A provocative article by the YA author Lena Coakley, claiming Charlotte Brontë’s classic novel of autonomy, education, and desire as a YA novel. This challenges ideas of the canon and of genre, of course, and does have a certain validity, I feel. Her themes are very much those of YA fiction and Jane Eyre shares a readership with those novels. There are fascinating intertextual relationships between Jane Eyre and many YA novels–particularly the paranormal romances that OGOM has explored. Brontë’s novel not only supplies the plot structure of many paranormal romances (as does her sister Emily’s Wuthering Heights), it can be seen as one of the architexts (in Gérard Genette’s terminology) of this new genre; it’s a text, in other words, that serves as the basis for a whole class of generically related works.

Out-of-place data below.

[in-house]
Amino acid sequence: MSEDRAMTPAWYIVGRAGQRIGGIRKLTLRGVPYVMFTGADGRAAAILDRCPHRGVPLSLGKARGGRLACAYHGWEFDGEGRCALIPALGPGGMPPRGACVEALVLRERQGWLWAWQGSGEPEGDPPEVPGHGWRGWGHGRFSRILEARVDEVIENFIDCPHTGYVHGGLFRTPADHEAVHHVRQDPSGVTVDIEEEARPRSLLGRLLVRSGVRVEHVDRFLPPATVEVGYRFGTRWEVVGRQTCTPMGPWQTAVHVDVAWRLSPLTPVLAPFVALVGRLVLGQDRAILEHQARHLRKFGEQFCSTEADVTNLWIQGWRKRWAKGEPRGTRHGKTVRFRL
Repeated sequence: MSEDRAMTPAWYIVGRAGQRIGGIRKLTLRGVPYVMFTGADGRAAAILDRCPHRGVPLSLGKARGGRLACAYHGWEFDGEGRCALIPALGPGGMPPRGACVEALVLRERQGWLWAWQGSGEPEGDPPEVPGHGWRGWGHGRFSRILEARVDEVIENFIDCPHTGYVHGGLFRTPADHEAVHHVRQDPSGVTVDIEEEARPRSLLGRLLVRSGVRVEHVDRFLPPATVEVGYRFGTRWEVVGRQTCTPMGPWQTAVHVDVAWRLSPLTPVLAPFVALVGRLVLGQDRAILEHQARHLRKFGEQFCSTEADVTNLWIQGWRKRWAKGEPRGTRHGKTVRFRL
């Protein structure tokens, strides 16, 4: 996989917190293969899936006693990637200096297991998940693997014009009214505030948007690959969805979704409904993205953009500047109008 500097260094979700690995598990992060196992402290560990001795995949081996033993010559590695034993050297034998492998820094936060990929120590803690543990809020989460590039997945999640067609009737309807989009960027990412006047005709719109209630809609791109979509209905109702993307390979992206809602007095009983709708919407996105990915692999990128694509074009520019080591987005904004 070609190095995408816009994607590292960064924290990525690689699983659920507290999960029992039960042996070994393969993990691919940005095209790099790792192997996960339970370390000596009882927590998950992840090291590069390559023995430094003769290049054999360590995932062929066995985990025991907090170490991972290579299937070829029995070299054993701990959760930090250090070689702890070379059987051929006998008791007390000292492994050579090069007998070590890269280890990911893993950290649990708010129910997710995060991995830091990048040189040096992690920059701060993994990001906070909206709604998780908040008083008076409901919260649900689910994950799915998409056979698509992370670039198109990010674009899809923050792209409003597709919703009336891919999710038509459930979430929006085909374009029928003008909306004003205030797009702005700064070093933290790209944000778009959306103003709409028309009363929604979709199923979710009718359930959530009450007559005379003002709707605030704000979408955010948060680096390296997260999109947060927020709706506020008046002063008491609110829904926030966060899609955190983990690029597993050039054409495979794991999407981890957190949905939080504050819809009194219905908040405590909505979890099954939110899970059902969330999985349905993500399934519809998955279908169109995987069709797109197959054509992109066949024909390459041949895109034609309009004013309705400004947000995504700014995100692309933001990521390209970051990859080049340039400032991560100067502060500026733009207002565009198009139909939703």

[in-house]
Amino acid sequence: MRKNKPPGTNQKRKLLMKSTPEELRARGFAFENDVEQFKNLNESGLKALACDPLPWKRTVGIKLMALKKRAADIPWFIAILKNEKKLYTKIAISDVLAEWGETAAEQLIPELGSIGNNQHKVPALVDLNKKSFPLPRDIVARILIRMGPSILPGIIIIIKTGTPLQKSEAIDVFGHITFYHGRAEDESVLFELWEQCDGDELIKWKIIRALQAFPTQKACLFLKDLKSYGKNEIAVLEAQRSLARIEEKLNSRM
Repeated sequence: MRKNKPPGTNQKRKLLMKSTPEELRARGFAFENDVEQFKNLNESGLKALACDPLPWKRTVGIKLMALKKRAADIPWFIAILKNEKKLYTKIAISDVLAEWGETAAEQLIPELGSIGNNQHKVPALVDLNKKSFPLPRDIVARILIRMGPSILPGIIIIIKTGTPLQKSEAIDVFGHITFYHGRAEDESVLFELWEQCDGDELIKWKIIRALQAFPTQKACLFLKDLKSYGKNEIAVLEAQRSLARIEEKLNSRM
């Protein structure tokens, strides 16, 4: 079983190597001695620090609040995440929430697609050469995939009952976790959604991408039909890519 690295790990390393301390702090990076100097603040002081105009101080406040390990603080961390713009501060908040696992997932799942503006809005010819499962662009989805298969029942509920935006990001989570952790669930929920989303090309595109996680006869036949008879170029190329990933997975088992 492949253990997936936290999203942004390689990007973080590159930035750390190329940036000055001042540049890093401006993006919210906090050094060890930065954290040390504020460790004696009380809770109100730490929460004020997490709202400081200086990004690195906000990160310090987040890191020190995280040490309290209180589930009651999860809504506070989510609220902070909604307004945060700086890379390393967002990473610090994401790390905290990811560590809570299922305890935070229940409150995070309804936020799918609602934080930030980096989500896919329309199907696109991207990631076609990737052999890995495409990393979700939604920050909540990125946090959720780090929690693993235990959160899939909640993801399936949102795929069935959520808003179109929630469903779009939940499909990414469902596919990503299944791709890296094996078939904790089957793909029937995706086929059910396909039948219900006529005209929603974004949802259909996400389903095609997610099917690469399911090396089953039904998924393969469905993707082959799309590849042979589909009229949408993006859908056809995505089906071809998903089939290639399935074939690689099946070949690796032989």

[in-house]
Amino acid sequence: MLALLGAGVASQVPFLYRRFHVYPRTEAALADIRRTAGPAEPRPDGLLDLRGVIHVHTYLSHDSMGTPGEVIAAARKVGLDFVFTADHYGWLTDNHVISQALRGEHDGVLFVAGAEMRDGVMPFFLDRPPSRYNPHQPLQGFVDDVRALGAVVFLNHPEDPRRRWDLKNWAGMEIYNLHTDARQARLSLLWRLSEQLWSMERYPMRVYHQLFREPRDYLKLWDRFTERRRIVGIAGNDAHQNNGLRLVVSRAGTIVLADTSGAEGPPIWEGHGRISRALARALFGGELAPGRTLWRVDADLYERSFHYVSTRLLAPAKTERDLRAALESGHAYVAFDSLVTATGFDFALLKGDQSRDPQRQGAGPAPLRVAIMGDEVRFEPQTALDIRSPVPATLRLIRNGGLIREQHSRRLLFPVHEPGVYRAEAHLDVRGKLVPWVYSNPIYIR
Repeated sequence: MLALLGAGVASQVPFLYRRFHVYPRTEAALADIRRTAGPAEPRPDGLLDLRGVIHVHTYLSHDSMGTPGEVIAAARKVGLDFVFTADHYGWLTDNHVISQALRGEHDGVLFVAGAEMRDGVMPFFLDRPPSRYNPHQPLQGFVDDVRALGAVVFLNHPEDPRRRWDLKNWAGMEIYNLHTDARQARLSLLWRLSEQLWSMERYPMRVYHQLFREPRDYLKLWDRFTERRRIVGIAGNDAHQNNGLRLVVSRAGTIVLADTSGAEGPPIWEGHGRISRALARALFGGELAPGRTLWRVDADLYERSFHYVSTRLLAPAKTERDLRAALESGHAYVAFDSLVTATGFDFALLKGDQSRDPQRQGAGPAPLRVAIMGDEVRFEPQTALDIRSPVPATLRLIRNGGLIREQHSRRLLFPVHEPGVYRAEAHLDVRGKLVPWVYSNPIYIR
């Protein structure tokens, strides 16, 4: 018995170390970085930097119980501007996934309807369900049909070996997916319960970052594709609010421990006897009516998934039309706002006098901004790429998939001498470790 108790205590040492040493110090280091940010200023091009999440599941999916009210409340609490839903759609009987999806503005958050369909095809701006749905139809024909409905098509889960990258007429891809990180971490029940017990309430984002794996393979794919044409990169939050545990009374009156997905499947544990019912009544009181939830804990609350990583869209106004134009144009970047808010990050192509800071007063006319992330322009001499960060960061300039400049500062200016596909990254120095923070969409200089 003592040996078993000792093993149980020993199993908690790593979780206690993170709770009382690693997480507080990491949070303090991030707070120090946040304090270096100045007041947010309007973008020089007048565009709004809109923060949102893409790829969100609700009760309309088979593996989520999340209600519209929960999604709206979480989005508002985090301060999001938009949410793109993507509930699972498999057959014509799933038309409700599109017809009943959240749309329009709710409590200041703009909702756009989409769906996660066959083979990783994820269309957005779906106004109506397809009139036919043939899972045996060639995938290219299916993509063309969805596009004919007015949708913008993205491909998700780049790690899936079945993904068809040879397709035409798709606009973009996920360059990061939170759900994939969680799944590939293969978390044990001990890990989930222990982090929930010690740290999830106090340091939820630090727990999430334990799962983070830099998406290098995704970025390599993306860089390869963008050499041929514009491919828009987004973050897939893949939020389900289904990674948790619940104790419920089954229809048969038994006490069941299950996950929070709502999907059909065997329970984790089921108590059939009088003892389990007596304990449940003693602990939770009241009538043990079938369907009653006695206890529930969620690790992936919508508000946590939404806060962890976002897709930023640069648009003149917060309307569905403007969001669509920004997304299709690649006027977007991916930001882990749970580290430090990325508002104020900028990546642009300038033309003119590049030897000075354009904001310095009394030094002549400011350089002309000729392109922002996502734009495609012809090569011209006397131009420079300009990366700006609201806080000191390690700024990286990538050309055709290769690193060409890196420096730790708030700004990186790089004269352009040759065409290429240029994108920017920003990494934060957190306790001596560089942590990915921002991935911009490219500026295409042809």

And yet–without disparaging the high literary quality of many YA novels–I would argue that Jane Eyre surpasses them, partially by escaping the constraints that genre fictions have imposed on them by commercial necessity. But there is a huge discussion to be had here . . .